2 December 2018Luke 21:25-36
'Heaven and earth will pass away, but my words will not pass away.' (v 33)
Psalm: Psalm 80
How do you make sense of a world in turmoil? How do you cope when all your certainties are shaken and everything that you hold dear begins to collapse? These are questions that preoccupied many people – Christian as well as Jewish – during the period when the New Testament was written. One way of responding to them was through apocalyptic literature. The word ‘apocalypse’ comes from a Greek word meaning ‘revelation’ or ‘disclosure’ and examples of apocalyptic writing in the Bible include Daniel 7-12 and Revelation. Apocalyptic uses vivid – and sometimes violent – language to point out signs of God’s future intervention within situations that seem harsh and meaningless. In this passage from Luke’s gospel, we find Jesus using the language of apocalyptic to point to the way in which the kingdom of God will emerge from the confusion and cruelty of the world. Within the chaos of natural disaster and human tragedy there are signs of God’s radical intervention and redemption. The phrase ‘Son of Man’ has puzzled biblical scholars for many years, but it seems to be a way for Jesus to identify his ministry with the coming victory of God and the establishment of a kingdom of justice and peace.
The world of 21st-century Britain is, of course, very different from that of 1st-century Jerusalem. Yet many of the same questions haunt us and those with whom we share this planet. Brexit means that we live in a period of political and economic uncertainty. Climate change means that the patterns of weather we have been used to can no longer be relied on. Around the world vast numbers of people are living in desperate circumstances because of war, famine and corruption. Advent is a season for facing up to the realities of a world that has drifted away from the intentions of God. Because we are part of the problem, we need to repent. But Advent is also a season of hope as we look for Christ’s victory over those forces of sin and evil that seem to have the upper hand. Jesus’ advice to us is the same as his advice to those he spoke to two thousand years ago: “Be alert at all times.”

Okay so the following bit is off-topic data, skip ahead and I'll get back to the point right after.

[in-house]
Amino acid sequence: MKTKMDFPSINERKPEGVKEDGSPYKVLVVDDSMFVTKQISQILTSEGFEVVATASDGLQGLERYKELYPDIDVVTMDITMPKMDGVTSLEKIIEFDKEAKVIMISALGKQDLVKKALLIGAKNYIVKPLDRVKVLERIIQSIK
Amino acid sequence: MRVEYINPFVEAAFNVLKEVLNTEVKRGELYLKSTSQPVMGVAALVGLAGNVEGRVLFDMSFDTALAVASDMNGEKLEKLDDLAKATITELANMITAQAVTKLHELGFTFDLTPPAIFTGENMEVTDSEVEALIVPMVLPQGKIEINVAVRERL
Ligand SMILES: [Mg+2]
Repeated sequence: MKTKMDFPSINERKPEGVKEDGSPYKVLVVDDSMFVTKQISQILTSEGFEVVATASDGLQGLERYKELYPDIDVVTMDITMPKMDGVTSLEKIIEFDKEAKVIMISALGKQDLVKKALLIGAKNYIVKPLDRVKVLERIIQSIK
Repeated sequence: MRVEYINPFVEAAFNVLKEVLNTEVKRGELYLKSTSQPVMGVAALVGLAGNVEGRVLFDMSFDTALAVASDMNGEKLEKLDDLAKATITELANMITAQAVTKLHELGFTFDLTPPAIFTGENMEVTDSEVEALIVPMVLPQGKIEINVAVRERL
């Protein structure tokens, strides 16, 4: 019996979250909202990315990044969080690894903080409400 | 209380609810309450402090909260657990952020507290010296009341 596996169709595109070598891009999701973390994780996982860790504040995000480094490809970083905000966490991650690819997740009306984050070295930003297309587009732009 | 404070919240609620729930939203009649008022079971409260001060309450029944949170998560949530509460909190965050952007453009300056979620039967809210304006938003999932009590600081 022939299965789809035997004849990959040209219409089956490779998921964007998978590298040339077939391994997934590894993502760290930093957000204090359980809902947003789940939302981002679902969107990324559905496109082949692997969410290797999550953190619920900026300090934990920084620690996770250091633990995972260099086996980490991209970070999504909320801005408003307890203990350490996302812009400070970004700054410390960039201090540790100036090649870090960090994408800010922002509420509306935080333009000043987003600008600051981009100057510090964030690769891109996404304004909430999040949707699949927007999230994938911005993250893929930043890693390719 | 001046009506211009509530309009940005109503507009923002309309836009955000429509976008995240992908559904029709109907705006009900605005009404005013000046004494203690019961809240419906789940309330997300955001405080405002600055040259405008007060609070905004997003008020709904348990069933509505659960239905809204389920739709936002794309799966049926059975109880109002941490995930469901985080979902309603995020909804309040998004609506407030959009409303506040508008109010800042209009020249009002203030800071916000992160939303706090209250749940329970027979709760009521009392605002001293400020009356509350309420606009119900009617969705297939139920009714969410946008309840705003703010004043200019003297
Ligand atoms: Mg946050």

- What are the present-day realities that you need to take responsibility for?
- How might Advent be a time of solidarity with those whose lives seem without hope?
- What is the good news that Jesus speaks within our context?